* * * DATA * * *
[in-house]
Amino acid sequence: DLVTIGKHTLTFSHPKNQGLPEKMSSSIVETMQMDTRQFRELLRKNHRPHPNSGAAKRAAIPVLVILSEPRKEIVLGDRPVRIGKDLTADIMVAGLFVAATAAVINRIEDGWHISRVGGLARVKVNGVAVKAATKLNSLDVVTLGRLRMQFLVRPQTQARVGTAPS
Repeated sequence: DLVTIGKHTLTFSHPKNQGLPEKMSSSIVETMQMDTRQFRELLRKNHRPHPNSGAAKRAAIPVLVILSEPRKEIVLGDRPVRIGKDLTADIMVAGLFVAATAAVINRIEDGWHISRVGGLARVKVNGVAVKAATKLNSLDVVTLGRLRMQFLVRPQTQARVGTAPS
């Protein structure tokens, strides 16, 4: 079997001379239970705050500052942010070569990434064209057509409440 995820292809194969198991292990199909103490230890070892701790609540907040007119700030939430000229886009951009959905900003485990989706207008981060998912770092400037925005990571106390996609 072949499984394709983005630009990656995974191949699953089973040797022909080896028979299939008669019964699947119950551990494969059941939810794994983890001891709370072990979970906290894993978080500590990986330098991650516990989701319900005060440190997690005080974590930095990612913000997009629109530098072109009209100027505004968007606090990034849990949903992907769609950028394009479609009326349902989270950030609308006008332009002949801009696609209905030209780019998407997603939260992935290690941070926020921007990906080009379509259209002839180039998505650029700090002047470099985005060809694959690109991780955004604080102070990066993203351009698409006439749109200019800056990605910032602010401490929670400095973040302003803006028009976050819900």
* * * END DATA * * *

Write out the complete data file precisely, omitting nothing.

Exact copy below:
[in-house]
Amino acid sequence: DLVTIGKHTLTFSHPKNQGLPEKMSSSIVETMQMDTRQFRELLRKNHRPHPNSGAAKRAAIPVLVILSEPRKEIVLGDRPVRIGKDLTADIMVAGLFVAATAAVINRIEDGWHISRVGGLARVKVNGVAVKAATKLNSLDVVTLGRLRMQFLVRPQTQARVGTAPS
Repeated sequence: DLVTIGKHTLTFSHPKNQGLPEKMSSSIVETMQMDTRQFRELLRKNHRPHPNSGAAKRAAIPVLVILSEPRKEIVLGDRPVRIGKDLTADIMVAGLFVAATAAVINRIEDGWHISRVGGLARVKVNGVAVKAATKLNSLDVVTLGRLRMQFLVRPQTQARVGTAPS
């Protein structure tokens, strides 16, 4: 079997001379239970705050500052942010070569990434064209057509409440 995820292809194969198991292990199909103490230890070892701790609540907040007119700030939430000229886009951009959905900003485990989706207008981060998912770092400037925005990571106390996609 072949499984394709983005630009990656995974191949699953089973040797022909080896028979299939008669019964699947119950551990494969059941939810794994983890001891709370072990979970906290894993978080500590990986330098991650516990989701319900005060440190997690005080974590930095990612913000997009629109530098072109009209100027505004968007606090990034849990949903992907769609950028394009479609009326349902989270950030609308006008332009002949801009696609209905030209780019998407997603939260992935290690941070926020921007990906080009379509259209002839180039998505650029700090002047470099985005060809694959690109991780955004604080102070990066993203351009698409006439749109200019800056990605910032602010401490929670400095973040302003803006028009976050819900």